Study on meteorite provides clues to Earth's mantle

The meteorite originated in the asteroid belt, was sucked in by Earth’s gravity

Updated - June 27, 2021 10:47 am IST

Published - June 26, 2021 09:57 pm IST

Heavenly clue:  Back-scattered electron microscope image of the Kamargaon meteorite.

Heavenly clue: Back-scattered electron microscope image of the Kamargaon meteorite.

On November 13, 2015, a meteorite fell near the town of Kamargaon in Assam, India. It weighed a little over 12 kg and scientists decoded its mineral composition and classified it as a chondrite, a variety of stony meteorite. A new study has now shown that by studying this meteorite and its minerals we may find new clues about the Earth’s lower mantle.

“We are always interested in knowing how this planet of ours was formed. The Earth has different layers - the upper, very thin crust, followed by the intermediate silicate mantle which starts from 30 km to 2,900 km depth, and then the centre iron-nickel alloy core. The mantle faces high temperature and pressure. So by studying these meteorites which may have experienced similar high pressure and temperature conditions, we can understand the inaccessible mantle layer in detail,” explains Sujoy Ghosh from the Department of Geology and Geophysics at the Indian Institute of Technology, Kharagpur. He is one of the authors of the paper recently published in Geophysical Research Letters.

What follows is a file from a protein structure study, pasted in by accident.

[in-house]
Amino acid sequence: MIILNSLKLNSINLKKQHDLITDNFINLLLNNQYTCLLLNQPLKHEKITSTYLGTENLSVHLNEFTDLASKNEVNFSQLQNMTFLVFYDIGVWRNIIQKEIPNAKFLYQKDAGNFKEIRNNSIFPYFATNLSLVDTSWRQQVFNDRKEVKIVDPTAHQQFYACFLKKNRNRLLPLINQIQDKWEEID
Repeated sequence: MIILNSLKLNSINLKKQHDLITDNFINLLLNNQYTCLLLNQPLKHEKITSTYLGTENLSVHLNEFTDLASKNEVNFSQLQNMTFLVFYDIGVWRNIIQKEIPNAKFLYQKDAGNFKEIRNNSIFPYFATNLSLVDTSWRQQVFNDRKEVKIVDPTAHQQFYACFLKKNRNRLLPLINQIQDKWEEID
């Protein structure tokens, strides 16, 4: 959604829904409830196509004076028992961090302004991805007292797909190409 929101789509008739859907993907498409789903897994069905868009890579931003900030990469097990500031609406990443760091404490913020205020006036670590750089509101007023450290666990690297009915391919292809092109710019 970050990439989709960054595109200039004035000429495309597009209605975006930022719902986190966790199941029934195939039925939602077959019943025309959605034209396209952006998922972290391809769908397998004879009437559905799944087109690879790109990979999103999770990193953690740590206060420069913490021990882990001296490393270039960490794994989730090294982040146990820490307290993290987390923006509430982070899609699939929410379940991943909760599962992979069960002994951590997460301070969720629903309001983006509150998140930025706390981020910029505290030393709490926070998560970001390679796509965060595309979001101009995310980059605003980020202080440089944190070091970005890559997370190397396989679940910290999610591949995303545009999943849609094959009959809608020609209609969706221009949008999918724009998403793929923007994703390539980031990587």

Previous studies had noted that the Kamargaon meteorite contains minerals such as olivine, pyroxene, plagioclase and chromite. Olivine is also found in Earth's upper mantle. It is known to break down into bridgmanite and magnesiowustite in Earth’s lower mantle conditions. This breaking down is an important reaction that controls the physical and chemical properties of the Earth's interior.

Using new high-resolution electron microscopy and spectroscopy, researchers studied this dissociation reaction of olivine in the Kamargaon meteorite. They noted an alternative mechanism and reactions that may be driving the transformation of olivine. “It is possible that when materials are transported to the lower mantle by convection or subduction, there would be high-temperature conditions in the lower mantle that would cause this dissociated reaction,” adds Dr. Ghosh. The results suggest what processes and reactions may be involved in the formation of Earth’s lower mantle.

“This meteorite originated from the asteroid belt, between Mars and Jupiter, and was somehow sucked by Earth’s gravity. By studying different meteorites, we can understand in detail about their parent body and in the process understand our own planet and its formation,” adds first author Kishan Tiwari, research scholar, IIT Kharagpur. “The question remained, however, if this process we identified could actually occur in nature. The mechanism needs to be verified in natural terrestrial samples in future studies.”

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